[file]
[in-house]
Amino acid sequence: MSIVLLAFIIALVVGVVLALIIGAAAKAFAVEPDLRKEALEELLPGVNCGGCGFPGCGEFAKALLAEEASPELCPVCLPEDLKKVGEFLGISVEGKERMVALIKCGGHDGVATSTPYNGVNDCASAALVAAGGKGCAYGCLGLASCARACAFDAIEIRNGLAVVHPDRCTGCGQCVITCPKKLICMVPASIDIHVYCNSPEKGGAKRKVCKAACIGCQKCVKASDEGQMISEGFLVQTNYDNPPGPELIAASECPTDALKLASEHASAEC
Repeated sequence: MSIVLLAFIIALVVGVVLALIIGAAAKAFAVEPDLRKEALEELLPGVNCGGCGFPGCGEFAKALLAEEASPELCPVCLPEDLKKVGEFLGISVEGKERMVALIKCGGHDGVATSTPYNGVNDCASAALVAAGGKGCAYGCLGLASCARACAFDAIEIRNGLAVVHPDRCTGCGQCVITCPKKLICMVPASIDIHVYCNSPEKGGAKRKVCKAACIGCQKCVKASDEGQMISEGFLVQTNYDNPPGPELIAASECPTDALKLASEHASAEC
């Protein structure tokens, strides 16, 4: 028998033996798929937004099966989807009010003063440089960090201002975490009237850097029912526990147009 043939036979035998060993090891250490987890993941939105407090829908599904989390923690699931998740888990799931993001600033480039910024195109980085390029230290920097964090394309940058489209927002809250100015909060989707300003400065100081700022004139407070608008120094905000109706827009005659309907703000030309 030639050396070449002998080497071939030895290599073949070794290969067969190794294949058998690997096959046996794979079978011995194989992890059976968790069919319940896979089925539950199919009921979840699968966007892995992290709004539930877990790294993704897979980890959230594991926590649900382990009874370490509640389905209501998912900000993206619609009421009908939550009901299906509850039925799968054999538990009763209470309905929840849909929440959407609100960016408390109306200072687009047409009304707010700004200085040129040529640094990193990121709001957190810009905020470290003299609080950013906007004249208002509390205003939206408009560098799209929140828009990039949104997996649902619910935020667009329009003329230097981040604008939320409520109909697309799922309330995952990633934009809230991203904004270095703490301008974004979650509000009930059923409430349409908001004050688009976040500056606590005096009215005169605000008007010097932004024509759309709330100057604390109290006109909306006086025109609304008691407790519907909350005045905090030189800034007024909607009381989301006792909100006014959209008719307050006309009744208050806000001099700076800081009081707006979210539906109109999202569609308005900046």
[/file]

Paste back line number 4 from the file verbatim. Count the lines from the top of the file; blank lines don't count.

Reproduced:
């Protein structure tokens, strides 16, 4: 028998033996798929937004099966989807009010003063440089960090201002975490009237850097029912526990147009 043939036979035998060993090891250490987890993941939105407090829908599904989390923690699931998740888990799931993001600033480039910024195109980085390029230290920097964090394309940058489209927002809250100015909060989707300003400065100081700022004139407070608008120094905000109706827009005659309907703000030309 030639050396070449002998080497071939030895290599073949070794290969067969190794294949058998690997096959046996794979079978011995194989992890059976968790069919319940896979089925539950199919009921979840699968966007892995992290709004539930877990790294993704897979980890959230594991926590649900382990009874370490509640389905209501998912900000993206619609009421009908939550009901299906509850039925799968054999538990009763209470309905929840849909929440959407609100960016408390109306200072687009047409009304707010700004200085040129040529640094990193990121709001957190810009905020470290003299609080950013906007004249208002509390205003939206408009560098799209929140828009990039949104997996649902619910935020667009329009003329230097981040604008939320409520109909697309799922309330995952990633934009809230991203904004270095703490301008974004979650509000009930059923409430349409908001004050688009976040500056606590005096009215005169605000008007010097932004024509759309709330100057604390109290006109909306006086025109609304008691407790519907909350005045905090030189800034007024909607009381989301006792909100006014959209008719307050006309009744208050806000001099700076800081009081707006979210539906109109999202569609308005900046």